While she was Economics Editor at the BBC, Stephanie Flanders said “I’ve found it very difficult to find an economist in favour of HS2”. There were of course some exceptions to this rule; economists who were being paid by Government or local authorities to promote HS2 or to lobby for it.
One of the prime examples of this has been Volterra. For years, ‘Yes to High Speed Rail’ (remember them?) had on their front page that HS2 would create a million jobs, a claim they had got from a Volterra report, which at closer inspection stated HS2 ‘might support’ upto a million jobs, with a very fuzzy justification for this figure. The consultancy was also paid by Nottingham City Council to say the proposed East Midlands station should not be in Derby, but Nottingham, and in a similar vein produced another report saying the Sheffield station should actually be in Sheffield, opposed to Meadowhall.
When the infamous KPMG report was published and slated by independent economists (i.e. ones who had not been paid to offer an opinion) as essentially made up, as they had adjoining seats on the HS2 consultancy gravy train, it was no surprise that Volterra leapt to the defence of KPMG.
Instead of engaging with the specific criticisms of KPMG’s methodology, Volterras Bridget Rosewell decided to dismiss a statistically rigorous approach to estimating economic benefits, and decided off the top of her head that that Crossrail will ‘generate total output returns of around £80bn on an investment of £15bn’ and therefore HS2’s investment of ‘around £40bn’ should, based on analogy like this, generate £200bn in new jobs, incomes, additional commuting to productive centres, taxes, dividends and so on. This was especially odd, because Volterra helped to produce the assessment of the economic benefits of Crossrail, and despite it having been updated several times, even the high-end estimates of the benefits of the project have come nowhere near £80bn.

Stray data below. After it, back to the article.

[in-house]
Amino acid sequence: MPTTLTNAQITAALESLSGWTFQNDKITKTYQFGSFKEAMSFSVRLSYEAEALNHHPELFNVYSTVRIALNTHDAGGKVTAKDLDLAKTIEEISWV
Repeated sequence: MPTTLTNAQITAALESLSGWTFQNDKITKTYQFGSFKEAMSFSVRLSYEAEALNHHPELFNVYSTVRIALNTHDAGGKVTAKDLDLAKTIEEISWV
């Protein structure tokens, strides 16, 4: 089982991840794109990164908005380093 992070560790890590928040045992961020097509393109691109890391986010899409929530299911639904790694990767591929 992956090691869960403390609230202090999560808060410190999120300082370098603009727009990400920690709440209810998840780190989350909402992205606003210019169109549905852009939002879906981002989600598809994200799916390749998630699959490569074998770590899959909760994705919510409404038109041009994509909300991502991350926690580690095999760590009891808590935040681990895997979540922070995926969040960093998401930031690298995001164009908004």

Incidentally, Rosewell was chair of the audit and risk committee at Network Rail while their debt ballooned to £30,000,000,000, and she formerly chaired the audit committee of the Britannia Building Society which was rescued by the Co-operative Bank. As a reward for all this sterling work, she was appointed by George Osborne as one of his National Infrastructure Commissioners.
However, the person at Volterra who has broken ranks is co-founder Paul Ormerod. Rewind three years and he was doing what you’d expect, dismissing the criticisms of HS2 by the National Audit Office, claiming the failures they had highlighted were more to do with the way the DfT operate than HS2 specifically. On the issue of HS2 and the North he said at the time:
“The North faces many economic challenges. One of these is that it just does not have enough connections – it is not networked strongly enough with the prosperous and dynamic South. The North needs to generate more exports to London and the South. HS2 makes it more connected, and gives it the dynamic potential to meet this task.”
However, today writing in City AM he has made a complete about face. In a piece headlined “Forget HS2: Only radical education reform will rescue the Northern Powerhouse”, he laments a North-South divide in education, stating:
“The dominance of the London-Cambridge-Oxford golden triangle needs to be challenged. Instead of spending on HS2, the money should go to Northern universities to transform some of them into world class institutions.”
Maybe it’s not just Northern Universities which need to provide better standards of education?